processor time and memory requirements for serialization and deserialization can be
           either painful or unworkable. During times of serialization the local or remote nodes
           will be blocked potentially causing all remote interpreters to block as well under
           worse case conditions.

           To help deal with this issue it is possible to configure resource ulimits for a Perl
           interpreter that is executed by Object::Remote. See
           "Object::Remote::Role::Connector::PerlInterpreter" for details on the perl_command

       User can starve run loop of execution opportunities
           The Object::Remote run loop is responsible for performing I/O and managing timers in a
           cooperative multitasing way but it can only do these tasks when the user has given
           control to Object::Remote.  There are times when Object::Remote must wait for the user
           to return control to the run loop and during these times no I/O can be performed and
           no timers can be executed.

           As an end user of Object::Remote if you depend on connection timeouts, the watch dog
           or timely results from remote objects then be sure to hand control back to
           Object::Remote as soon as you can.

       Run loop favors certain filehandles/connections
       High levels of load can starve timers of execution opportunities
           These are issues that only become a problem at large scales. The end result of these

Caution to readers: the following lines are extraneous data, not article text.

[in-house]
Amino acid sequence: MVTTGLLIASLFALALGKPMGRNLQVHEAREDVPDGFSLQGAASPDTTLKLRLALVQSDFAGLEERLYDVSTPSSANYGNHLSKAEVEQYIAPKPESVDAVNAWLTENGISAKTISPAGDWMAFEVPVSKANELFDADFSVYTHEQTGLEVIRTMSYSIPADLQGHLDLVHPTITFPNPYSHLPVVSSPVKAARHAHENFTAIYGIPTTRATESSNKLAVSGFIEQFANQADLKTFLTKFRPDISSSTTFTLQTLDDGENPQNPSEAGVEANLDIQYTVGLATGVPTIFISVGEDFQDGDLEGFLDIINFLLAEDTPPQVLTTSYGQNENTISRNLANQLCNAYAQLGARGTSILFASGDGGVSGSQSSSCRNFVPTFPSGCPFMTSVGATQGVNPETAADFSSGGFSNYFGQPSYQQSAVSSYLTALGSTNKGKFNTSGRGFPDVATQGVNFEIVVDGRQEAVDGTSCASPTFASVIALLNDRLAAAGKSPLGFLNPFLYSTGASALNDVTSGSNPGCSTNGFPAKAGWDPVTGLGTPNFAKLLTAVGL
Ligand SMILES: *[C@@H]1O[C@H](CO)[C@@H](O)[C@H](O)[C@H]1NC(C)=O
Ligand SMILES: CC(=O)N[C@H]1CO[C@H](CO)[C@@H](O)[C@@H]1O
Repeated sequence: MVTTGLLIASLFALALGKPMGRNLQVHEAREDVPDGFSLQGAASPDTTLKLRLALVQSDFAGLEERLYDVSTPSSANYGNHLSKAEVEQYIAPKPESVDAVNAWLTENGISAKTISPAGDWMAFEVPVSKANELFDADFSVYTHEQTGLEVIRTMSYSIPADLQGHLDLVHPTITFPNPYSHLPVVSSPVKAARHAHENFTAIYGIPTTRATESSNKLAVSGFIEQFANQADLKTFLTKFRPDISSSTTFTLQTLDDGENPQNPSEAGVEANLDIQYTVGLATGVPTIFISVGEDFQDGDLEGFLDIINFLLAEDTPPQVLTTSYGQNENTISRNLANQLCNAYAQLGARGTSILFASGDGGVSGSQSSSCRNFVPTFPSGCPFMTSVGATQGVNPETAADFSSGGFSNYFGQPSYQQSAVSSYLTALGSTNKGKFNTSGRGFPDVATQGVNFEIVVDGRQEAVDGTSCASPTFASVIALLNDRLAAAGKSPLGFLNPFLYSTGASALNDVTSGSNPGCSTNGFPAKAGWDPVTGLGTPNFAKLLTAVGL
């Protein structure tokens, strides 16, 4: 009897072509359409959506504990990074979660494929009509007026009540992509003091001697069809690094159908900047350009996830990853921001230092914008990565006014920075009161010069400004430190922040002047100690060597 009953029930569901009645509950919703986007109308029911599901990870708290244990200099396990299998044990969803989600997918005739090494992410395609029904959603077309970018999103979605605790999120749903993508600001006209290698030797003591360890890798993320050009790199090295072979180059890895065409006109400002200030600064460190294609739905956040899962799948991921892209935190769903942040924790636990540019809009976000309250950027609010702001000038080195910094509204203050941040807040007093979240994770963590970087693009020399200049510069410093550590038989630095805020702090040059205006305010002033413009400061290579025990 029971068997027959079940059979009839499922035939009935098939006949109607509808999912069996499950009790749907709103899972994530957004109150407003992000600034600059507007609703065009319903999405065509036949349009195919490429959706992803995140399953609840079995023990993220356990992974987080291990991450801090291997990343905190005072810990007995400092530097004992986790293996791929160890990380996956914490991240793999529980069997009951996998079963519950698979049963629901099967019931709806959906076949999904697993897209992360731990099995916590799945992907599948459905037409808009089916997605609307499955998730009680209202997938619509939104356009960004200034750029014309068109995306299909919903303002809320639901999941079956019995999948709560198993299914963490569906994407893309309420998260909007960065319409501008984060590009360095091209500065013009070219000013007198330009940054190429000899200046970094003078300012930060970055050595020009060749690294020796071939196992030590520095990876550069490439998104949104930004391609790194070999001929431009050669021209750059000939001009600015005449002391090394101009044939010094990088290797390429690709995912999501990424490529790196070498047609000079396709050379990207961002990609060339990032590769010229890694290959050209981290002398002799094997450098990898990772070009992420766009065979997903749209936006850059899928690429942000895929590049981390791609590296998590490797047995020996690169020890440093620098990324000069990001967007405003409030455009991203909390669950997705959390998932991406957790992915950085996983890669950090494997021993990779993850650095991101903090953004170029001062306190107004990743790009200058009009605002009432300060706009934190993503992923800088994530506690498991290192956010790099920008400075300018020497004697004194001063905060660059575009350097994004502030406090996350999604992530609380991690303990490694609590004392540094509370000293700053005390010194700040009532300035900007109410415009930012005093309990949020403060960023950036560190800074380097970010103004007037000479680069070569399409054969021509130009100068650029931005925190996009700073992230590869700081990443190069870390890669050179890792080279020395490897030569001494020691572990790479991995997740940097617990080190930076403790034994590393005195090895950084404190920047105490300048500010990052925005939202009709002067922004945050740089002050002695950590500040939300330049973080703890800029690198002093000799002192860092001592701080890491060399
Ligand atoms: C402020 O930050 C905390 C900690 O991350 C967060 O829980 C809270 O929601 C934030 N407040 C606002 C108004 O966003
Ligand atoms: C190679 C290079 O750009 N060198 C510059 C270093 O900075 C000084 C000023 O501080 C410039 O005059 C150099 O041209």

two issues is quite similar: some remote objects may block while the local run loop is
           either busy servicing a different connection or is not executing because control has
           not yet been returned to it. For the same reasons timers may not get an opportunity to
           execute in a timely way.

           Internally Object::Remote uses timers managed by the run loop for control tasks. Under
           high load the timers can be preempted by servicing I/O on the filehandles and
           execution can be severely delayed. This can lead to connection watchdogs not being
           updated or connection timeouts taking longer than configured.

           Deadlocks can happen quite easily because of flaws in programs that use Object::Remote
           or Object::Remote itself so the "Object::Remote::WatchDog" is available. When used the
           run loop will periodically update the watch dog object on the remote Perl interpreter.
           If the watch dog goes longer than the configured interval with out being updated then
           it will terminate the Perl process. The watch dog will terminate the process even if a
           deadlock condition has occurred.

       Log forwarding at scale can starve timers of execution opportunities
           Currently log forwarding can be problematic at large scales. When there is a large
           amount of log events the load produced by log forwarding can be high enough that it
           starves the timers and the remote object watch dogs (if in use) don't get updated in
           timely way causing them to erroneously terminate the Perl process. If the watch dog is
           not in use then connection timeouts can be delayed but will execute when load settles
           down enough.

           Because of the load related issues Object::Remote disables log forwarding by default.
           See "Object::Remote::Logging" for information on log forwarding.


       IRC: #web-simple on


       mst - Matt S. Trout (cpan:MSTROUT) <>


       bfwg - Colin Newell (cpan:NEWELLC) <>

       phaylon - Robert Sedlacek (cpan:PHAYLON) <>

       triddle - Tyler Riddle (cpan:TRIDDLE) <>


       Parts of this code were paid for by

         Socialflow L<>

         Shadowcat Systems L<>


       Copyright (c) 2012 the Object::Remote "AUTHOR", "CONTRIBUTORS" and "SPONSORS" as listed


       This library is free software and may be distributed under the same terms as perl itself.